Photo by Bridget Manley
Wreckage from a tractor-trailer crash littered the road at the intersection of Moffat County roads 51 and 32 on Thursday morning near Colowyo Mine. The driver, an adult male, died on the scene.
Friday, November 25, 2011
At a glance ...
• Driver pronounced dead in tractor-trailer rollover Thursday near Colowyo Mine.
• The name, age and residence of the adult male could not be confirmed Thursday.
• The tractor-trailer was hauling a tanker believed to contain crude oil.
• The crash sparked a wildland fire that consumed less than an acre.
A tractor-trailer rollover Thursday morning near Colowyo Mine left one man dead and sparked a wildland fire, officials from Craig Fire/Rescue and the Colorado State Patrol reported.
The one-vehicle wreck was called in at 9:04 a.m. and took place at the intersection of Moffat County roads 51 and 32, according to a news release from Craig/Fire Rescue.
The driver, an adult male, died on the scene, Trooper Heather Cobler, a State Patrol public information officer, wrote in an email.
The name, age and residence of the driver could not be confirmed Thursday afternoon.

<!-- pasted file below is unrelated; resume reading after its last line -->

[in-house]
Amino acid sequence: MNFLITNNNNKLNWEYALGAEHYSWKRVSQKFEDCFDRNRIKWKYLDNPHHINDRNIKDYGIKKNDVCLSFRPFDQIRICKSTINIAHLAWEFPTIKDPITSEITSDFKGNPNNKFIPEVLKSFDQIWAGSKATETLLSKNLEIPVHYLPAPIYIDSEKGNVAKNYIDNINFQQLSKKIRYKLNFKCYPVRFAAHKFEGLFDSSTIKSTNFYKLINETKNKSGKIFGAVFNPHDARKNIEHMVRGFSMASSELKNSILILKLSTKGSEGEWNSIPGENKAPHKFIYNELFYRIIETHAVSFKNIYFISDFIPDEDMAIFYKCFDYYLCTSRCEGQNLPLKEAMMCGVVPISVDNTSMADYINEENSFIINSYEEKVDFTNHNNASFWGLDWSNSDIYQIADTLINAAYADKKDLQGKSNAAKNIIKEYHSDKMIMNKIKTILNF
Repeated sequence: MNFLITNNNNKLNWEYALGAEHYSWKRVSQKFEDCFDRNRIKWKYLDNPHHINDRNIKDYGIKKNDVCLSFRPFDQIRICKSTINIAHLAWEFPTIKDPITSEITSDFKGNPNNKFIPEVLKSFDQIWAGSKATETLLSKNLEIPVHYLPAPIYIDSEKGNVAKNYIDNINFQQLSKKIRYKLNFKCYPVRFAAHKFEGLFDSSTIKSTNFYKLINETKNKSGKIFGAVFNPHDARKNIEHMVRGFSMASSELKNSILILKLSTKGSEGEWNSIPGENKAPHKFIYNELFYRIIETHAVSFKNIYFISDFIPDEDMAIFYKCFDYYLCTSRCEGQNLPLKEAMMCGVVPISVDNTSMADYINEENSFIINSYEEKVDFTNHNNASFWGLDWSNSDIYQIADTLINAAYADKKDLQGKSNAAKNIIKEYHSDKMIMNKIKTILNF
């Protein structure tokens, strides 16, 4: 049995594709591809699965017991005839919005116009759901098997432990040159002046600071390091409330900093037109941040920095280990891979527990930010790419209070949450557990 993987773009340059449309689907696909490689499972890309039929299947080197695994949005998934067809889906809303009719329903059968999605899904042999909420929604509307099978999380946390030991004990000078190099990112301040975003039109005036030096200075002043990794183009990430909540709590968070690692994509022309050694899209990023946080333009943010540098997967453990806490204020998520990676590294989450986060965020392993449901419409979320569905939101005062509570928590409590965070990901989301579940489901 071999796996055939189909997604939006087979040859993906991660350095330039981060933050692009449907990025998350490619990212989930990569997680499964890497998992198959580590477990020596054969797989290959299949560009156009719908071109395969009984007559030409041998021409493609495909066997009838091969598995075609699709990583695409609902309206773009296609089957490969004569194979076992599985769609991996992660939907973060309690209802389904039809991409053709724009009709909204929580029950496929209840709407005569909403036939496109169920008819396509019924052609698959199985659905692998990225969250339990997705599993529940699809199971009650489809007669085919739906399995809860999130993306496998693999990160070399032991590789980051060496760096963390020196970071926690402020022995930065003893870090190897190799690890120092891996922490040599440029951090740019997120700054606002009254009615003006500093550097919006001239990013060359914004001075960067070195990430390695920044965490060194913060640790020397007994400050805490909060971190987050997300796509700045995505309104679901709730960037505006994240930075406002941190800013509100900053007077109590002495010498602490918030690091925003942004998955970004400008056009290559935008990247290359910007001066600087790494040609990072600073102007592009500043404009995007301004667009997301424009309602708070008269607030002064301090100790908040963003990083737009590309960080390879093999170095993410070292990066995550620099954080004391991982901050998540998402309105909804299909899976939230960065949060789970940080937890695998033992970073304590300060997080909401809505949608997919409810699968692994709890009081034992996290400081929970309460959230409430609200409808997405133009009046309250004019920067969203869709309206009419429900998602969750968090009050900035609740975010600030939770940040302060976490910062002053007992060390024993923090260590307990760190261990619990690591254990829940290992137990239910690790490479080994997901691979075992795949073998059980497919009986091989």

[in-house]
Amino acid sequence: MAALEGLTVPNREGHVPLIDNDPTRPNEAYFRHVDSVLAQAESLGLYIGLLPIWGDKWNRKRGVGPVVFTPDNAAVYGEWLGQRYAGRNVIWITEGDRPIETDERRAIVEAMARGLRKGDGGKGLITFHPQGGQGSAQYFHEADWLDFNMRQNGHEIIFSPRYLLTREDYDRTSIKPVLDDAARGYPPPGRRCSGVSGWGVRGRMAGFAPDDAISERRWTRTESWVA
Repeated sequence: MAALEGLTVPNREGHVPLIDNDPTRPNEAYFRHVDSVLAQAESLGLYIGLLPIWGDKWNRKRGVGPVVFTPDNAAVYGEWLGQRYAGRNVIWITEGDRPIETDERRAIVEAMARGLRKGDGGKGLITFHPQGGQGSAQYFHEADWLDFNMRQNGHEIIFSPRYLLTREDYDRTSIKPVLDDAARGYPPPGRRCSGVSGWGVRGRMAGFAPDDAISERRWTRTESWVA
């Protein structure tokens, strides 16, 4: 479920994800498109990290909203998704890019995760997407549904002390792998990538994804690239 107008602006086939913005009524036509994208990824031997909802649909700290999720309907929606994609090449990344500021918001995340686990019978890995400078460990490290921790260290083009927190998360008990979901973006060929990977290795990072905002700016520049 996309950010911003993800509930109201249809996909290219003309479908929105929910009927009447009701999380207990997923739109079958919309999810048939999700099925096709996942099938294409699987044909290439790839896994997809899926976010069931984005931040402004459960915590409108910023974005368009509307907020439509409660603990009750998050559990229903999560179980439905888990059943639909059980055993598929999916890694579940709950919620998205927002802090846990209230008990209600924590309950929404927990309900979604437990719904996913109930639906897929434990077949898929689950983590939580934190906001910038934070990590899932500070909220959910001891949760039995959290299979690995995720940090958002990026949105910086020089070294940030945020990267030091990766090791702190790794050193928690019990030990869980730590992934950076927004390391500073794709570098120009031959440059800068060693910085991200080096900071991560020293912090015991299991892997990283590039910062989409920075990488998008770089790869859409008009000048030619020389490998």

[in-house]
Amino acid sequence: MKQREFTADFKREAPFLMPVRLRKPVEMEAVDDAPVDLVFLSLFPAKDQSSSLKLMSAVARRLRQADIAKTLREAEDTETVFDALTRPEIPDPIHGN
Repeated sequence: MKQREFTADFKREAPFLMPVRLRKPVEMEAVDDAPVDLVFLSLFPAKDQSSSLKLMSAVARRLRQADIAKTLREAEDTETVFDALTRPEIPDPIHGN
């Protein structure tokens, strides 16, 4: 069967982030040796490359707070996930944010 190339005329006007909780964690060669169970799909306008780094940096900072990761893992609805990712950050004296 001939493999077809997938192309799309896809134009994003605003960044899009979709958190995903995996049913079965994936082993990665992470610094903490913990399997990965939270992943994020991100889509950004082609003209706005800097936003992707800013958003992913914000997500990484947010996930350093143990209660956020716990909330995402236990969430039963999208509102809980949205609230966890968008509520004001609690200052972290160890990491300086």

Dennis Jones, battalion chief with Craig Fire/Rescue, said firefighters, including him, arrived on the scene at about 9:30 a.m. By the time they arrived, he said, the vehicle was completely engulfed in flames.
It’s believed the driver lost control as he drove around a corner, said Lt. Matt Beckett of Craig Fire/Rescue.
The vehicle was towing a tanker trailer carrying what may have been crude oil, Cobler said, although the substance had not been positively identified Thursday afternoon. The substance caught fire in the wreck and started a small wildland fire, which was extinguished by noon.
The blaze burned less than an acre around the truck, Beckett said.
Crews from the Colorado State Patrol, State Patrol Hazmat team, Moffat County Sheriff’s Office and Moffat County Hazmat Team also responded to the scene, he added.
The Memorial Hospital’s ambulance service was called out to the scene, but no one was transported to the hospital.
As of Thursday, it was unknown if any passengers were in the vehicle.
The extent of the fire made it difficult to piece together details of the crash, responders said.
Crews were unable to determine what company the truck was driving for or what type of vehicle it was because the fire had effaced all identifying marks.
“It’s an unfortunate accident,” Jones said, “especially on a holiday.”
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